M.Goodall, A.Tagg British Aircraft before the Great War (Schiffer)
Deleted by request of (c)Schiffer Publishing
P.Lewis British Aircraft 1809-1914 (Putnam)
Lee-Richards Annular Monoplane
Undeterred by the failure of their first attempt at the design of a powered annular-wing aeroplane, Cedric Lee and G. Tilghman Richards continued their experiments with gliders and with wind-tunnel research at East London College. Negotiations with the Blackburn Aeroplane Co., of Leeds, for the construction of a full-size monoplane fell through, but James Radley undertook the work at Shoreham-by-Sea, Sussex, assisted by E. C. Gordon England as works manager and test pilot. Wind-tunnel tests at the National Physical Laboratory had given very good results, indicating that the annular wing was without a "burble" point and could be expected to lift at angles of incidence of up to 30°. The stall was gentle, and the span of the wings could be half of that of the conventional type. The machine was built with a normal tractor fuselage, incorporating an enclosed 80 h.p. Gnome engine, with the annular wings braced from a pylon before the front cockpit. The second cockpit was set towards the tail, which incorporated conventional rudder and elevators. The monoplane was flown for the first time on 23rd November, 1913, by Gordon England, who found, after a very fast take-off, that it was tail heavy. It stalled and fell some 150 feet into telegraph wires, but without injury to the pilot, who suffered only from shock.
After rebuilding, the machine was flown by C. Gordon Bell and N. S. Percival, but was crashed and reconstructed once again. Modifications were made to the design, and the excessive stability found in the early tests was eradicated in the final version, which proved to be a successful flyer. It its final form, additional strut-braced elevators were added at the top of the rudder post, forming a biplane tail. Some 1,000 miles distance was covered by the three versions, with about 128 hours flying time being reached. The design was found to be easy to fly and control, with a good view for the pilot, and would leave the ground at about 30 m.p.h. with a full load.
Two new annular monoplanes were being built during April, 1914, for the Gordon Bennett race, and the original machine was flown continually until September, 1914. After the 1914-18 War, Tilghman Richards attempted to arouse Air Ministry interest in the design, but was unsuccessful. Span, 22 ft. Length, 23 ft. 3 ins. Wing area, 280 sq. ft. Weight loaded as two-seater, 1,680 lb. Weight loaded as single-seater, 1,500 lb. Maximum speed, 85 m.p.h. Landing speed, 45 m.p.h. Climb, 400 ft. min. Endurance, 3-5 hrs.
Flight, May 2, 1914.
THE CEDRIC LEE MONOPLANE.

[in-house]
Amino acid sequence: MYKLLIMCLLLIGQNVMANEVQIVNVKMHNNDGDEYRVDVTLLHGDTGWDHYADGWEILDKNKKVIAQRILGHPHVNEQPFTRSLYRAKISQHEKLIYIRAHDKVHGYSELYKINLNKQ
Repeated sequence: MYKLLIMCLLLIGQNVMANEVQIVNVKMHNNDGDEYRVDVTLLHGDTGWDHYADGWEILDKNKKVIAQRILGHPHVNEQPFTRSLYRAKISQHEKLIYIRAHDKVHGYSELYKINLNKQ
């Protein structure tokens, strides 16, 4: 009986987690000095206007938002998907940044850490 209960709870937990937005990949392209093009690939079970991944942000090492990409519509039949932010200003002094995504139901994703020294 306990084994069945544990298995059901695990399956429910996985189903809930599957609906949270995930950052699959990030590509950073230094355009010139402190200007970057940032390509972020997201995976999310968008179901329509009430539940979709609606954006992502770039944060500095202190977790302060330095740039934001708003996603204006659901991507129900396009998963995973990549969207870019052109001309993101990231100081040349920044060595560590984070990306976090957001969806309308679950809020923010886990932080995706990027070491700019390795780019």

As in the early days of the Dunne machine, considerable mystery enshrouds the Cedric Lee monoplane, practical experiments with which have been carried out at the Shoreham aerodrome for some months past. Not the least point of interest in connection with the Cedric Lee monoplane is that it is more or less at variance with certain aerodynamical theories as accepted to-day. Unfortunately, detailed particulars of this interesting machine cannot at present be placed before our readers, as the Cedric Lee Co. do not yet wish these to be made public. Since, however, several successful flights have been made in public, and as entries have been made for the coming Gordon-Bennett race, the following brief particulars, together with the accompanying illustrations, should be of special interest. The most important feature of this machine is that it flies "pterygoid," that is, like a dart, or its length is greater than its span. The latter, in fact, is only some 20 ft. The planes are annular in plan form, being centrally divided fore and aft by the fuselage. The whole of the plane section in side elevation forms one large camber, but the front portion of the plane is also cambered. The covered-in fuselage is rectangular in section, tapering to a vertical knife-edge at the rear. In the middle of the fuselage, in the "hole" of the plane, are the passenger's and pilot's seats, the former occupying the front one, where an excellent view below can be obtained. The engine, a 50 h.p. Gnome, which drives a tractor screw, is placed inside the fuselage in front of the passenger's seat, air scoops being fitted in the sides of the fuselage for cooling. Hinged to the rear extremity of the plane are two elevators, whilst two others are mounted above them, one on each side of the vertical rudder, which is hinged to the rear end of the fuselage and to a vertical fin mounted on to top of the latter. A strong three-wheeled chassis is fitted, one wheel being right in front to protect the propeller. It is claimed that this particular model has a speed range of from 45 m.p.h. to well over 70 m.p.h. Strong construction is another of its features; on one occasion a landing was made on one of the "wing tips," but the machine only rolled a little way on the outer edge of the plane and then settled down on its chassis again without any ill effects. Mr. Gordon England has made several flights on this machine, and just recently Gordon Bell has joined the Cedric Lee Co., and has also made several flights. Unfortunately he met last weekend with one of those accidents that must always j be associated with valuable experimental work, so that activities will be delayed for the present, but we understand that the two machines for the Gordon-Bennett are well in hand at the works.